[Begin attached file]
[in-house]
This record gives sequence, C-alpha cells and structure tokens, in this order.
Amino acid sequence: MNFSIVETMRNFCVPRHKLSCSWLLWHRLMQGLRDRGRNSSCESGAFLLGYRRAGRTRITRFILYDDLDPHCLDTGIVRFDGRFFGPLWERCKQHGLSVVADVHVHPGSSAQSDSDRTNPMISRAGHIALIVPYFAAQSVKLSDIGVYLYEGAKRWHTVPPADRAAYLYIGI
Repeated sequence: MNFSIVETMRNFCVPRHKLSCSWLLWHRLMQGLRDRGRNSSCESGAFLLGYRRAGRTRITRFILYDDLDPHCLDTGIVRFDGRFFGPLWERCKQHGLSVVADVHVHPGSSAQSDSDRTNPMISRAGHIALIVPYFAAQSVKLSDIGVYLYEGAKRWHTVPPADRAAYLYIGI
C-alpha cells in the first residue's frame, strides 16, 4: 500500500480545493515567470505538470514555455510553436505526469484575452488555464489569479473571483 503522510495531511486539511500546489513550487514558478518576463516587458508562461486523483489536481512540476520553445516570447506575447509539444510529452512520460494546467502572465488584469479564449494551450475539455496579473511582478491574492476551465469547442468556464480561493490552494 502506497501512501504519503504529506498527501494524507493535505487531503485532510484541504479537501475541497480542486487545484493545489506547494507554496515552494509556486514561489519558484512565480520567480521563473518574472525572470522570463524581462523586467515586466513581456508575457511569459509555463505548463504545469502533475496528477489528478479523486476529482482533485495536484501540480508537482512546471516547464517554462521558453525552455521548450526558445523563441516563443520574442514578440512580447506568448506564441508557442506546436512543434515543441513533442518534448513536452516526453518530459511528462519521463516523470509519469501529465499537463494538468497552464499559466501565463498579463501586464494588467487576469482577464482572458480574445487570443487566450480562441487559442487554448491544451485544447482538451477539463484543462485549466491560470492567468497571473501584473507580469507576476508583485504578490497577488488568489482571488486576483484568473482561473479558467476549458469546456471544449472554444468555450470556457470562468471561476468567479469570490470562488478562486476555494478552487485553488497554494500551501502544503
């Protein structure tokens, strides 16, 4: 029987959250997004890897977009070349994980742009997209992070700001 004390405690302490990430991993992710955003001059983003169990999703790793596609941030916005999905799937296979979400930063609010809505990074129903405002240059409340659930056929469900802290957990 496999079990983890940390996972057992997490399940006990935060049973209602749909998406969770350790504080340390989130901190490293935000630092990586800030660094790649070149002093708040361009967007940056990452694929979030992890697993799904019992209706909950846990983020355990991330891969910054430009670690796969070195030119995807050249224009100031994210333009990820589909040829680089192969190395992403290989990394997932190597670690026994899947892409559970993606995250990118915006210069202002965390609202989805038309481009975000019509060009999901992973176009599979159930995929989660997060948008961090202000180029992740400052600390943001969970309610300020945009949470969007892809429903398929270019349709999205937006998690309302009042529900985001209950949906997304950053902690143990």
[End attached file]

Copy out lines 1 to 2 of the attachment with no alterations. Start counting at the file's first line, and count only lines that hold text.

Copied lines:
[in-house]
This record gives sequence, C-alpha cells and structure tokens, in this order.